Finland seems to have the question of optimal school size figured out. According to the U.S. National Centre for Education Statistics, that country has some of the world’s smallest average school sizes and some of the most successful students.
Stephenson said her organization wants the province to investigate what size of school is best for Ontario students and adjust its funding accordingly, rather than encouraging schools to stay big simply to save money.
There are other reasons critics are calling for a new funding model to keep schools open. York University Geography Professor Ranu Basu has studied the impact of school closures on neighbourhoods in Toronto. She said that schools act as “neighbourhood hubs” which often provide more services than education, including child care centres, “inter-generational programs”, and parenting and settlement centres. She said that the network of connections those kinds of programs spring from take many years and lots of resources to cultivate and are lost when a school closes its doors.
She also noted how important schools are to community identity, saying that the loss of a school can be a “blow for the community morale.”
As it stands, “looking at community issues and what the school provides in terms of a broader sense is often neglected,” she said.
Basu wants to see a more “integrated” approach to decisions in the education system, that would take into account the many roles schools play in neighbourhoods and communities. She said school boards should work more closely with municipal governments, social agencies and youth. She thinks that broader thinking about what schools mean and offer to communities will lead to funding that reflects their true value.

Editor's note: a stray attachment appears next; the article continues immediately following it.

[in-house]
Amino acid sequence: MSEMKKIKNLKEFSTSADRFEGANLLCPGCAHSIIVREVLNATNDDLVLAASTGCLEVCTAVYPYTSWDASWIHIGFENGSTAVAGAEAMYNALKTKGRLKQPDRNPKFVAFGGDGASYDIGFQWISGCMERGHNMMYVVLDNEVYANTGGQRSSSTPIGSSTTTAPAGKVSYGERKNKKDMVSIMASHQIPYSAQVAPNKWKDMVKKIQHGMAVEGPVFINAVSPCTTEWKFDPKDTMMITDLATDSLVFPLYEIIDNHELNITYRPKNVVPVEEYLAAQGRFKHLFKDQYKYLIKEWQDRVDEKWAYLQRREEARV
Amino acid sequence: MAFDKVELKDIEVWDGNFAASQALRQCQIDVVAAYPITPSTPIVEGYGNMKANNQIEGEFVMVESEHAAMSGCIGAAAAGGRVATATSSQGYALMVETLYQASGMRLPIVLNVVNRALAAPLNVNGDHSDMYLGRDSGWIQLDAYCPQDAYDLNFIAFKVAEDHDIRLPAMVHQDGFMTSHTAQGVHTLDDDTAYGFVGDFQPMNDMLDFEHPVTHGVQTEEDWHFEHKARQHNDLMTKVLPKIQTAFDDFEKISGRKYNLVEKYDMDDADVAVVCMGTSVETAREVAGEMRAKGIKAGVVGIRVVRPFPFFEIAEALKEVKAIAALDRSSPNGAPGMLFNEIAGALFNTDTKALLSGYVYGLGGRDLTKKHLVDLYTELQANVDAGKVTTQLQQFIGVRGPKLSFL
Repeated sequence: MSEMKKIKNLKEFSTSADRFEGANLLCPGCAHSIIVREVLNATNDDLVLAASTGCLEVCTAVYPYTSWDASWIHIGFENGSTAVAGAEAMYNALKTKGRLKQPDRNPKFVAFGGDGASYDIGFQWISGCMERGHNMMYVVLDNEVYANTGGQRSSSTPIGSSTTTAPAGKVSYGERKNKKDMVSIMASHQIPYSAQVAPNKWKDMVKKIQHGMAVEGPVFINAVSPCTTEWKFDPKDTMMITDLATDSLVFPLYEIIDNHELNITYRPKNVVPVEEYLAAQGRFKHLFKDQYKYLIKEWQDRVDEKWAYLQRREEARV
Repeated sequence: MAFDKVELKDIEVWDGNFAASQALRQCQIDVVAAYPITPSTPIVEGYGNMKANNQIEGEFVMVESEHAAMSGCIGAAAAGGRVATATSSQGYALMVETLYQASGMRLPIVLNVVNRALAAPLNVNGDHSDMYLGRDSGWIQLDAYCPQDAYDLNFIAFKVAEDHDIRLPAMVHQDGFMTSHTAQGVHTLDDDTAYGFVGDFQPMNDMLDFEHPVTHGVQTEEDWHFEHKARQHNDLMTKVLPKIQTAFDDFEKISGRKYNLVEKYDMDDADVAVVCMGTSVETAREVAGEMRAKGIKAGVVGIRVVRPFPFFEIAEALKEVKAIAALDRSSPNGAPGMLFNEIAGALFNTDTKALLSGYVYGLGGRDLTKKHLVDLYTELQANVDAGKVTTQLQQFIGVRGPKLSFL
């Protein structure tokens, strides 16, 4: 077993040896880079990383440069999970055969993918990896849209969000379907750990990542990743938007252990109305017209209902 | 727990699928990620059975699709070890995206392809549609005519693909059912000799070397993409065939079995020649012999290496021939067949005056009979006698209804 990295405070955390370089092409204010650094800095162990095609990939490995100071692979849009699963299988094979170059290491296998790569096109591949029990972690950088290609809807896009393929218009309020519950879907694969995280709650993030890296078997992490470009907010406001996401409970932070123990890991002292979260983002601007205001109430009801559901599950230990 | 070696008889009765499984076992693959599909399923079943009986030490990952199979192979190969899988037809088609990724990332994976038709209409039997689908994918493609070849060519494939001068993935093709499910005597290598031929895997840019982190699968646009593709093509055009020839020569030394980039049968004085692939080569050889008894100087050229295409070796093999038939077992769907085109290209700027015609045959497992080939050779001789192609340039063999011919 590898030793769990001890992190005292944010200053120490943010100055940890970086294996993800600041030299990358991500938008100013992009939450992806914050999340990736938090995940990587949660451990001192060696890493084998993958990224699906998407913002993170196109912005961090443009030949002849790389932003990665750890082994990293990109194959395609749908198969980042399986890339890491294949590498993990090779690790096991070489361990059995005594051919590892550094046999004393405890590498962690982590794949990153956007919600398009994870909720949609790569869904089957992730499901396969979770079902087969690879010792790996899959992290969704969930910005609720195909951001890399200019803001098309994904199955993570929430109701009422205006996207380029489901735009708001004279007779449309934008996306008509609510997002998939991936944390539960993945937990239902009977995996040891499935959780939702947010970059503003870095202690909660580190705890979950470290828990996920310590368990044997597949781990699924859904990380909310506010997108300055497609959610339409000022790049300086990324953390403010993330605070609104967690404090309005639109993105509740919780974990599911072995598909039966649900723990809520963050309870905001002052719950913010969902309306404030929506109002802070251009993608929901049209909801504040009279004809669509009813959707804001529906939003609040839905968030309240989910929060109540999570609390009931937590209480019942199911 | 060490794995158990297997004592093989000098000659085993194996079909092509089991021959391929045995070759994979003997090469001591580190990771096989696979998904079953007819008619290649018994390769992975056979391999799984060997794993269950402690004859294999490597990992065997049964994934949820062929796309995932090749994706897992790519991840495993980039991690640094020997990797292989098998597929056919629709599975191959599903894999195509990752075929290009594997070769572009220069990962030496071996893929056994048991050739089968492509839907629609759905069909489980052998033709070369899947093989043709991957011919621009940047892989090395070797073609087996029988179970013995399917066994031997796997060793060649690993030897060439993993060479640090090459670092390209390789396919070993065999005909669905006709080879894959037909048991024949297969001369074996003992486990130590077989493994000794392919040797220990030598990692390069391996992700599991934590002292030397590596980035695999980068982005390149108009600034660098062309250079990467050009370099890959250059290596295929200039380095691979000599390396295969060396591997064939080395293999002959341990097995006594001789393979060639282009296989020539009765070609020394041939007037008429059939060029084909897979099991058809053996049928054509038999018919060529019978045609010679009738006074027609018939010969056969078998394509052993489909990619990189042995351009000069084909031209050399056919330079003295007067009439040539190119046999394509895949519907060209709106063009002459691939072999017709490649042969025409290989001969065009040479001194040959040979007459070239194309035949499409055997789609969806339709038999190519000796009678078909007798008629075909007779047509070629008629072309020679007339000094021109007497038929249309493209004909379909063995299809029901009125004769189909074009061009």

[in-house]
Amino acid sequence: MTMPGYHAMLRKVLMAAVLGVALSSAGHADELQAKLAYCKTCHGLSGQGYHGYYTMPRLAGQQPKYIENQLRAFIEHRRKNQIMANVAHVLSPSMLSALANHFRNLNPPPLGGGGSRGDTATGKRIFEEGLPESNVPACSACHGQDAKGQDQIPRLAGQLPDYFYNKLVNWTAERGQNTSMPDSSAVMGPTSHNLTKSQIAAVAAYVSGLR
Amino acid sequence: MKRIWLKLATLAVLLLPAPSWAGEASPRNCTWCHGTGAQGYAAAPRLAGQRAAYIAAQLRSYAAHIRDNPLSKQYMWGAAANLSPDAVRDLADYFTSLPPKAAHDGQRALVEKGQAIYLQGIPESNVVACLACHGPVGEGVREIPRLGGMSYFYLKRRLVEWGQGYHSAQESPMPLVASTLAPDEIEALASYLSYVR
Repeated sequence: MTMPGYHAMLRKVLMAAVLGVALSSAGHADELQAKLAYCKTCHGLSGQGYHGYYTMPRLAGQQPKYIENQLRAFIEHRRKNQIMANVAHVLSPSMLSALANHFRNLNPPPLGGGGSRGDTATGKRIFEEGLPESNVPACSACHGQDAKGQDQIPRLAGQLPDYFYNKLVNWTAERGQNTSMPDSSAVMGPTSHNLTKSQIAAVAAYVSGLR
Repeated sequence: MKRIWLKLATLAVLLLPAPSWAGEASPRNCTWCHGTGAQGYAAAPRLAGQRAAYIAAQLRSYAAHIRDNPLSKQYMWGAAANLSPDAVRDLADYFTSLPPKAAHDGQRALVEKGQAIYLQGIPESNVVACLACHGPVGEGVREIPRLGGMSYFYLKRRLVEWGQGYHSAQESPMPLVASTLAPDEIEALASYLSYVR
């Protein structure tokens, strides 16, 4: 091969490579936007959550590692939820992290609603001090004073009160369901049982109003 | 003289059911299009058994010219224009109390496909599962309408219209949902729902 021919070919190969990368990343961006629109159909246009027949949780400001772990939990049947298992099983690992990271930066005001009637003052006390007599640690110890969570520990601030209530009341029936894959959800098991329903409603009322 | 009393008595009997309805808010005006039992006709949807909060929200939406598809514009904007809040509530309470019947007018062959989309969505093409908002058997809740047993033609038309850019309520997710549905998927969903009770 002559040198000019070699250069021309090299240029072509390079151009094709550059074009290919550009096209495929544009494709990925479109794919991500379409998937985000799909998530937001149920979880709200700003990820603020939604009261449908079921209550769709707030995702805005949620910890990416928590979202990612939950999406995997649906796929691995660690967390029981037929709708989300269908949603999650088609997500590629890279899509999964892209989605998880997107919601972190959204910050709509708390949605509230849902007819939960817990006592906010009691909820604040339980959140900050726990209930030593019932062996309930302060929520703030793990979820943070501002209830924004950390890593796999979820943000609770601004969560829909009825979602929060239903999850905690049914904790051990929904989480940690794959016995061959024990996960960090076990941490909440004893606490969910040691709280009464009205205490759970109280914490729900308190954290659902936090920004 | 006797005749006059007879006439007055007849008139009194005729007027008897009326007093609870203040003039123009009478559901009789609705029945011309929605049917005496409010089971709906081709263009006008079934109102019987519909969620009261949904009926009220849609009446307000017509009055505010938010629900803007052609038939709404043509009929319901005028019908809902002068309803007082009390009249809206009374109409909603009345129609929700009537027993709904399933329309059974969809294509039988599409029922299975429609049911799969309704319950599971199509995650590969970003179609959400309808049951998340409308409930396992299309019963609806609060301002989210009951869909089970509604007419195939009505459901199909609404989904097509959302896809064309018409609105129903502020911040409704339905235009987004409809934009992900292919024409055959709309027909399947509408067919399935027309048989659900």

Education planning also needs to be more long term, according to Basu. Enrolment might currently be declining in most areas, but she noted that ups-and-downs in enrolment and community use of school facilities are cyclical. “It’s much much easier to close a school than it is to build one.”
Basu added that when school boards do decide to close schools, it’s usually low-income neighbourhoods with higher unemployment and more new immigrants that are the first to lose their schools. “Schools that are more marginalized are often the most targeted,” she stated.
Basu criticized the accommodation review process school boards use to decide which schools to close as often “tokenistic,” leaving some voices out of decision-making and giving a false sense of decision-making power to community members.
Stephenson shared that concern. “I think one of the biggest complaints that people have is that they go into the process thinking that those committees will be listened to and will have some kind of impact on the decision and quite often people come away from those processes feeling like they had no impact at all, but that really the decisions were already made in advance,” she stated.
The Kawartha Pine Ridge District School Board says that by 2015, Peterborough’s four high schools would be 2700 students below capacity if all the schools stay open. But in a time of declining enrolment across the province, the Ministry of Education may soon have to rethink exactly what the realistic capacities of individual schools are.